We All Experience Suffering

Why COD students should participate in mindful meditation


Nicole Littlefield, Managing Editor

The impact of current events and multitude of changes to our everyday lives is causing unprecedented stress levels for COD students, faculty and staff. To help, COD now offers three mindful meditation sessions a week and a four-session Koru mindfulness course.

As an undergraduate at the University of Illinois at Chicago, Emano was first introduced to mindful meditation when Jon Kabat-Zinn was featured by journalist Bill Moyers on a TV news report. Kabat-Zinn was working at the University of Massachusetts where he taught people with medical conditions (such as cancer, HIV, and chronic pain) on how to cope with their conditions using mindful meditation.

“Mindfulness is being aware of what’s going on in the moment without running away from it, without judging it, but being with it and embracing it,” said Emano. “Regardless of if you like it or not, it’s being in the present moment and being aware of what’s happening in the present moment.”

Although the patients’ medical conditions didn’t disappear, they learned to cope with their challenges and reported feeling better while practicing mindful meditation. Emano began experimenting with mindful meditation and found it helped him as well. 

“I have a little ADD,” Emano said. “I get distracted, and I’m not always very aware. I get caught up in my emotions; I get stressed out. I get frustrated, and I get anxious. Practicing mindfulness, especially self-compassion, has made me a better person because I become aware of the things I am doing and the feelings I have in the moment.”

Manager of the Adjunct Faculty Support and meditation leader, Kate Szetela is also a longtime practitioner 

“I found it [meditation] really helpful for the anxiety I experienced when I was in college,” she said. “It was nice to have that tool to help create calm. I found that having something like meditation is a way to calm myself. Especially to be able to carve out a little time of the day that is just to take care of yourself.”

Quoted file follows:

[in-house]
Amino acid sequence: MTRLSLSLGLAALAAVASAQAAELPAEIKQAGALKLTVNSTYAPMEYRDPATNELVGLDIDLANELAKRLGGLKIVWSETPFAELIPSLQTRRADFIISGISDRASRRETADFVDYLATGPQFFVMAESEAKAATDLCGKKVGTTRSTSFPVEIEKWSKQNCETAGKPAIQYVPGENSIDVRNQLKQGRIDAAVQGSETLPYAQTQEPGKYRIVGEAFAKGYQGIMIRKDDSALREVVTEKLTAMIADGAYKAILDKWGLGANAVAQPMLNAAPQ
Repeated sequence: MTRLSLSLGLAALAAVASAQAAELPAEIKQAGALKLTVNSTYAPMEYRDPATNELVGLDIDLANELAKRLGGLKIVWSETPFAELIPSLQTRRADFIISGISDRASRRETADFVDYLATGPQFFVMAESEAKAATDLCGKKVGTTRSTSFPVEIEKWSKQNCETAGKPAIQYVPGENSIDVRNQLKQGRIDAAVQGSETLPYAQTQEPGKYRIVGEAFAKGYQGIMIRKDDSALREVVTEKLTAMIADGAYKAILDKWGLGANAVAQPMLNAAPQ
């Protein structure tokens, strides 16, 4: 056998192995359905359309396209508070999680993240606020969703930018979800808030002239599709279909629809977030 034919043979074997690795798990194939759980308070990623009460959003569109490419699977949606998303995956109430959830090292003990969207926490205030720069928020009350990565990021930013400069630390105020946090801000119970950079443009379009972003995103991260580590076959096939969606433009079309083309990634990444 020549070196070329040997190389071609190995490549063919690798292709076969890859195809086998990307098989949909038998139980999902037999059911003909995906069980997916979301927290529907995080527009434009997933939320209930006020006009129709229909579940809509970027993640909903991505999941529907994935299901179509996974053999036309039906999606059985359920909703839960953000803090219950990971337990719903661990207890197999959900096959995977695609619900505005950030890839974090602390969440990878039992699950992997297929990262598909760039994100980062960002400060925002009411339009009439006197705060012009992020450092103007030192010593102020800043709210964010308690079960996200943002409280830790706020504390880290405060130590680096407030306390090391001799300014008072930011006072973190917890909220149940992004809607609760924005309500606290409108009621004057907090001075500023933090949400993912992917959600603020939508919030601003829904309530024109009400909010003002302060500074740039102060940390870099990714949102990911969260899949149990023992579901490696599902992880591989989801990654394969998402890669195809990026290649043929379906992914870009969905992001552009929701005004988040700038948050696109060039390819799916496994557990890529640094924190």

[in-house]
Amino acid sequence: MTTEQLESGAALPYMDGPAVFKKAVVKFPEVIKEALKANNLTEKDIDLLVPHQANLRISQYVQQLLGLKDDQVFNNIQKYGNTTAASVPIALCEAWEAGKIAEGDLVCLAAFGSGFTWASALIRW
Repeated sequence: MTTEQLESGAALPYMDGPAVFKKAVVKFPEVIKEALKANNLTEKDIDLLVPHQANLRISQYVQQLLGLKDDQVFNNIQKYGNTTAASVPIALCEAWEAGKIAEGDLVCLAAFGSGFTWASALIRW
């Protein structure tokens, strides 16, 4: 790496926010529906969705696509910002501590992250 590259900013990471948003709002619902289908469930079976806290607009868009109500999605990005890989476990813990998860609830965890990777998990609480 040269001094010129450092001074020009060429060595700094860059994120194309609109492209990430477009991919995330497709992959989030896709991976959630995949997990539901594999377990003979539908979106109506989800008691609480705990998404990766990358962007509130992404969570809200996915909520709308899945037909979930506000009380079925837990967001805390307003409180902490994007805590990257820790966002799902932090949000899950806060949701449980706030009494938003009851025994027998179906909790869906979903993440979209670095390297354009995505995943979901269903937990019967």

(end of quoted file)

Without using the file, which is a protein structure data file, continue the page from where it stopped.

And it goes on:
Since mindful meditation has helped Emano with being in the present moment, he wanted to share the power of meditation with others. With help from meditator Margaret Mackenzie, in 2015 Emano began offering one meditation session every week for COD students and faculty. With the added stress of the COVID-19 pandemic, COD now offers three sessions a week (two mindful meditation and one self-compassion mindful meditation session), and Szetela is offering a four-session Koru mindfulness course. 

“A lot of times we feel like we need to be in this zen moment where our minds are completely peaceful and free of thought or worries, but really meditation is being able to come, sit, and be with whatever comes up,” said Szetela. “Just to be there for whatever is going on in your mind and to notice and embrace whatever comes up for you. It’s really about letting the thoughts stream on through and really be present for that.”

The meditation sessions are hosted over Zoom, the leader guides participants through mindful meditation. Since the sessions are virtual, participants are capable of entering or leaving the room as needed. The meditation leaders understand that it can be difficult to sit with your thoughts for long periods of time, so the sessions are broken up into 10 to 20 minute meditation blocks. 

“I invite anyone, especially COD students, to try meditation because life is stressful anyway, but especially with everything going on in our world and also the stress of college,” said Szetela.

We are all suffering. From the stress caused by the coronavirus pandemic, the frustration caused by racial and social injustices, to the individual anxieties we face, we are all suffering. 

“Meditation is important because there is so much suffering in the world,” Emano said. “That is really it. There’s suffering in the world and meditation is one of the ways in which we can try and alleviate our suffering.” 

For more information or the Zoom links email [email protected]

Courtesy of College of DuPage